Comic Review: Radical: My Year with a Socialist Senator (IDW Publishers)

Radical: My Year With A Socialist Senator embarks on an ambitious mission: to document, as the title suggests, a year with an American senatorial candidate. How does it fare, is […]

Radical: My Year With A Socialist Senator embarks on an ambitious mission: to document, as the title suggests, a year with an American senatorial candidate. How does it fare, is it fair to ask? Let’s have a look inside!

Radical, described by creator Sofia Warren (published New Yorker cartoonist, and illustrator of comics for MoMA magazine, Narrative magazine, Catapult, etc) as a memoir, takes us behind the curtain, inside the cone of silence, to walk along the halls of power in New York State. It documents Warren’s time with Julia Salazar, a democratic socialist candidate running for State Senate, from her Brooklyn base.

Salazar’s campaign ambition is to modify existing regulations surrounding rent controls for housing tenants. Landlords in New York city have been successfully dismantling existing rent controls, little by little, with the assistance of powerful lobby groups and cooperative legislators.

So, in Radical, we accompany Warren the writer and artist, who follows Salazar, the political candidate, through the stages of her pre-election canvassing, and during the early months of Salazar’s senatorship.

Warren’s gift for journalistic accuracy and her ability to grasp the significance of pivotal moments are real strong points in this book, which runs long, at 328 pages. Full disclosure: as a reviewer based in Canada, the mysteries of American politics are especially baffling (and obviously ‘foreign’) to me, but Warren takes pains to explain a lot of the structure of the US political process, and the dogma behind the political game. As the Radical story moves from Brooklyn to Albany New York, the state capital, we see gigantic power structures revealed, the vast amounts of money being allocated, and meet the players at the table. There is a ton of concentrated influential power at work here, and the enormity becomes awesomely evident very fast.

Warren’s drawings are really fun; the solid smooth cartoon lines, the grey halftones, the upper and lowercase hand lettering. This ‘hand hewn’ aspect of the book gives us the feeling that there is a ‘human hand and heart’ at the tiller, even when the party politicking gets tiresome.

And frankly, the going does get tiresome. The reader is given glimpses of the incessant horse-trading, the influence-peddling, the marathon strategy meetings, and endless wheeling and dealing that goes on behind closed doors. But that IS the game, isn’t it? The elected representatives making their job and career decisions, betting on bills that will make or break crucial stakeholders in their districts. But it still appears to be an ‘old boys network’ to us outside.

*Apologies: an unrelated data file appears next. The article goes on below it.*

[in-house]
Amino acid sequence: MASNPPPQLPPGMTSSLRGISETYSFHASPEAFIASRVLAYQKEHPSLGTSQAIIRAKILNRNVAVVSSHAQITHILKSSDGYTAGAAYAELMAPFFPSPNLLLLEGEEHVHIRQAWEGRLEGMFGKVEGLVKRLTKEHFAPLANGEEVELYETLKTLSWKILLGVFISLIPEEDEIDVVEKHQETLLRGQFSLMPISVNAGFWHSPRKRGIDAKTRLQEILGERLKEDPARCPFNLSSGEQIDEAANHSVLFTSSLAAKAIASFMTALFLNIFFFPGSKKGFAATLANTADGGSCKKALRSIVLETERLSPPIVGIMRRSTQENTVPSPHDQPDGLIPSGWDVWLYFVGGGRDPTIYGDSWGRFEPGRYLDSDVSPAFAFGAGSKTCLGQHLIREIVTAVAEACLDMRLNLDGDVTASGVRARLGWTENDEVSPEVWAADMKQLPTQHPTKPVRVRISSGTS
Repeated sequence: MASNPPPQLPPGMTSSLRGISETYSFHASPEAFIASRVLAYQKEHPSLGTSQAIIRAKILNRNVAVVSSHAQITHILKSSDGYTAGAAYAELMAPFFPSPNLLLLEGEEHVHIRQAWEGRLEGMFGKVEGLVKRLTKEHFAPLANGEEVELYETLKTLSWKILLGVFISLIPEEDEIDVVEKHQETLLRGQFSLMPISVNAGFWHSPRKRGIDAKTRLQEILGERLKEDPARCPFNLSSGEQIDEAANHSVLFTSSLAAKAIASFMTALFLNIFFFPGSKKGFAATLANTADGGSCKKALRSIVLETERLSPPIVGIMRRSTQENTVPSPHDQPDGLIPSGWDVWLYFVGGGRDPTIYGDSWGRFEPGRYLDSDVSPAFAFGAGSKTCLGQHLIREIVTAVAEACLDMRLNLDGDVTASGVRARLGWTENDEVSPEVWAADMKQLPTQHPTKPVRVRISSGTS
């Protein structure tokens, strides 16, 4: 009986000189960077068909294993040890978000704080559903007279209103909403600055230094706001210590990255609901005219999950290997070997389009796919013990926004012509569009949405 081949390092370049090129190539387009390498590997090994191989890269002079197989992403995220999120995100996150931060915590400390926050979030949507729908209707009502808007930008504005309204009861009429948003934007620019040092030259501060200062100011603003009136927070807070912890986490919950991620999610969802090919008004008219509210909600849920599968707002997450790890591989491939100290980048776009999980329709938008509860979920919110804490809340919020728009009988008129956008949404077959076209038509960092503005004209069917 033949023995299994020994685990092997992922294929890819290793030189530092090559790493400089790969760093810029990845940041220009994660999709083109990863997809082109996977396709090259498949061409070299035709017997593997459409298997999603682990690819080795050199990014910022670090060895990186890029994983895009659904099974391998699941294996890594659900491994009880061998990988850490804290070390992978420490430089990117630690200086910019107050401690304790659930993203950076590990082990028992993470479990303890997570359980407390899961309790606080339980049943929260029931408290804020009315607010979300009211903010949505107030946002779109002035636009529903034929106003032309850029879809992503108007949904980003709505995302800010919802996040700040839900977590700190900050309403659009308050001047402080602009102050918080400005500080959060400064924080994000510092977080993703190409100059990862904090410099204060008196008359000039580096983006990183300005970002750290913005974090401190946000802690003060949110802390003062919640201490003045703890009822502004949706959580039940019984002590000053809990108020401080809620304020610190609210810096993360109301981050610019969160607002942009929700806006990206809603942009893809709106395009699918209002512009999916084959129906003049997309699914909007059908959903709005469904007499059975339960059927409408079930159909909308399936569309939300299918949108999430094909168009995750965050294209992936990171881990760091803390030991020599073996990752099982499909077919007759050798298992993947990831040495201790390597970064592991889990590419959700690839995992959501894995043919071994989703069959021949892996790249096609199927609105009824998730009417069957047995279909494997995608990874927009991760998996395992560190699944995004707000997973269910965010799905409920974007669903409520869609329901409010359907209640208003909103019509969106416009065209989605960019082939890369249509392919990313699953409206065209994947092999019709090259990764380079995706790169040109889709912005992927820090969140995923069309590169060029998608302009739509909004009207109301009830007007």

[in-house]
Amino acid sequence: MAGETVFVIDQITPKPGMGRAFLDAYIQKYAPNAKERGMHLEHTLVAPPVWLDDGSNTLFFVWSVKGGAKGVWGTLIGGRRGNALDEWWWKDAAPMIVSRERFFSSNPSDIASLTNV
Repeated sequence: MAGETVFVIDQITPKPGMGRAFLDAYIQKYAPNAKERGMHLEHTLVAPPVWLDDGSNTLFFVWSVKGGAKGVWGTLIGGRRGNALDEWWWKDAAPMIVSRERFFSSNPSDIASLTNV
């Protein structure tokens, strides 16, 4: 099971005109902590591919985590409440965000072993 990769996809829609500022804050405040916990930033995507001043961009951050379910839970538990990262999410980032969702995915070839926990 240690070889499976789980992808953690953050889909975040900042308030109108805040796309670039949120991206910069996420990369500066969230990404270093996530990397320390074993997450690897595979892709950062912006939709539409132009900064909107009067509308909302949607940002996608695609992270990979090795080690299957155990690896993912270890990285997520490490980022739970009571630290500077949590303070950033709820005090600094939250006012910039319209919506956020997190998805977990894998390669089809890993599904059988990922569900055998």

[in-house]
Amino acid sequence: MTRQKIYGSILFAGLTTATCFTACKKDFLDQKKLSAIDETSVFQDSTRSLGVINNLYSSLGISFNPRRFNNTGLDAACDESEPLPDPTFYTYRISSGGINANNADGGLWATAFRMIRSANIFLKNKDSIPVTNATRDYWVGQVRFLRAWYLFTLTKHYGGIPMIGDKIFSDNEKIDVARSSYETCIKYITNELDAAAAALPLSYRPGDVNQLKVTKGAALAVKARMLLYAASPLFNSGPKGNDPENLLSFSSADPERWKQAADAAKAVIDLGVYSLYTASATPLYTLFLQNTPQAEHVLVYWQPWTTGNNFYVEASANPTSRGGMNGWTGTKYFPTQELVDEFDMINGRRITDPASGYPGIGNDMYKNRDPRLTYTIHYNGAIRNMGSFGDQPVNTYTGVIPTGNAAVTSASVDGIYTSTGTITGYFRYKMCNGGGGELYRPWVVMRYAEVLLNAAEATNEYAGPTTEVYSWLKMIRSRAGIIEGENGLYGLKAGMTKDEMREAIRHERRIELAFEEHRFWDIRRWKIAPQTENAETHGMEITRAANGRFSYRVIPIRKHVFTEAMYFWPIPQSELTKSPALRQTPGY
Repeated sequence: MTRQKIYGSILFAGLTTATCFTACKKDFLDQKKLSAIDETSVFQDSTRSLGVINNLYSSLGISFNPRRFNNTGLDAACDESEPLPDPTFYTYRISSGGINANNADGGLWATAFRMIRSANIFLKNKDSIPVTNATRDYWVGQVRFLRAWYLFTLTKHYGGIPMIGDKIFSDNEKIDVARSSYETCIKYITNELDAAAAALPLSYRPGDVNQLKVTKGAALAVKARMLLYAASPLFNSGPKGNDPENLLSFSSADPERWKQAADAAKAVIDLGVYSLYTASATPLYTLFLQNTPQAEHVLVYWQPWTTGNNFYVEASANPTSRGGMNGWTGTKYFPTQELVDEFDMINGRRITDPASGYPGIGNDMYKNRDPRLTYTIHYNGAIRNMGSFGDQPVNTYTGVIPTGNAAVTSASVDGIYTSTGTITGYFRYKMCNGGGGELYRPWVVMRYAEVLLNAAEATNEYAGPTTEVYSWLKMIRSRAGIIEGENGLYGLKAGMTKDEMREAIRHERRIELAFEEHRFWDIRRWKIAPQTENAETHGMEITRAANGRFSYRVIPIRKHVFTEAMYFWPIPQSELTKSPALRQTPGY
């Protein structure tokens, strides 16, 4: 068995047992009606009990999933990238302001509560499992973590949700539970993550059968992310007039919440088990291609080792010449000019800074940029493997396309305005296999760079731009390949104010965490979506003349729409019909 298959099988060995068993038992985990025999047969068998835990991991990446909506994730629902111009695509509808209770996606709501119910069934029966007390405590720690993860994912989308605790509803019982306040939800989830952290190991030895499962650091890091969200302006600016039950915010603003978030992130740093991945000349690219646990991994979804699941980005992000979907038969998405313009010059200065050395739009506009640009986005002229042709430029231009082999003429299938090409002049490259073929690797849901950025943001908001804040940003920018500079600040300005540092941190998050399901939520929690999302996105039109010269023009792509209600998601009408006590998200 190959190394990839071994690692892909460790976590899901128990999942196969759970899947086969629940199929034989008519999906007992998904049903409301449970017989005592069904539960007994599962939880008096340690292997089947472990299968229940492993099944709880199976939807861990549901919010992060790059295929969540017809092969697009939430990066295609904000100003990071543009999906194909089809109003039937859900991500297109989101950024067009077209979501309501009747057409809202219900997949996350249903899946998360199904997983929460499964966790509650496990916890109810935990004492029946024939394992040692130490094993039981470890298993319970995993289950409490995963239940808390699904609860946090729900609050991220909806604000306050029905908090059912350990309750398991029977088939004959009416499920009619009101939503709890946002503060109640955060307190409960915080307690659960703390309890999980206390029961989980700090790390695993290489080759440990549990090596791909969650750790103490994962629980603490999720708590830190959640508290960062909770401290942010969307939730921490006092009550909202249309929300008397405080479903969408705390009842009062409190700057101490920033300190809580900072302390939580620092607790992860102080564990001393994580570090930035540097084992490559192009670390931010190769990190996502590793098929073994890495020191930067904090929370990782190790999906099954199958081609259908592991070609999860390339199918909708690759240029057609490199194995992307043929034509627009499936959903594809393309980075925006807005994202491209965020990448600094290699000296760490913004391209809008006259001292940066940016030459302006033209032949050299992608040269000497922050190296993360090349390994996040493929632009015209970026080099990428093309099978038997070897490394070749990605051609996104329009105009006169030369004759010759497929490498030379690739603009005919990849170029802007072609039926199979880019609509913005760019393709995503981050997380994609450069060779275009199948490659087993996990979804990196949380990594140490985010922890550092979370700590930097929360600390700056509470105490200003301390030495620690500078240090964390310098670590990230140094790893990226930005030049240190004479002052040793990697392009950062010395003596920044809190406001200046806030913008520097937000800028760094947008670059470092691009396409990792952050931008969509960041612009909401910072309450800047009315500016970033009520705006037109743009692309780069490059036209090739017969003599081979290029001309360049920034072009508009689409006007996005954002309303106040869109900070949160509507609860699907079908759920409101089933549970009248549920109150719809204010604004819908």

Where the book is strong in the sense of demonstrating the realities behind the ideal ‘democratic process’, it does not really get close to its purported subject, Senator Julia Salazar. Unfortunately, Salazar comes across as idealistic and hardworking, indeed, yet somehow plastic and two-dimensional. With a ’seldom is heard a discouraging word’ presence and little ‘off the record’ personal flavour. In my opinion, a careful balance is being played out here, that of ‘open access to the Senator’, and the limited amount of actual substance gleaned about Salazer herself. But it’s too narrow and it feels managed. And that’s a pity, as we are reading a 300-page book about her. We want to get to know the Senator, not just how she takes her coffee, or that she can handle long meetings with little sleep.

As a memoir, then, perhaps it really ‘ain’t’. Rather, it mostly concentrates on the rivets and bridgework of how big decisions are built in Albany. The navigation route, the internal politics, the setbacks, and victories. Radical: My Year With A Socialist Senator is a textbook analysis on US politics, but not so much a personal memoir of either the Senator nor the Artist. It will appeal strongly to those with a deep curiosity about how decisions are made in the real world, where reality lobbies hard against idealism in a working democratic society.

IDW, Top Shelf, “Radical: My Year With A Socialist Senator”, softcover graphic novel, $24.99 for 328 pages of content

Alan Spinney

About Alan Spinney

After a career of graphic design, art direction and copywriting, I still have a passion for words and pictures. I love it when a comic book comes together; the story is tight, and the drawings lead me forward. Art with words... the toughest storytelling technique to get right. Was this comic book worth your money? Let's see!!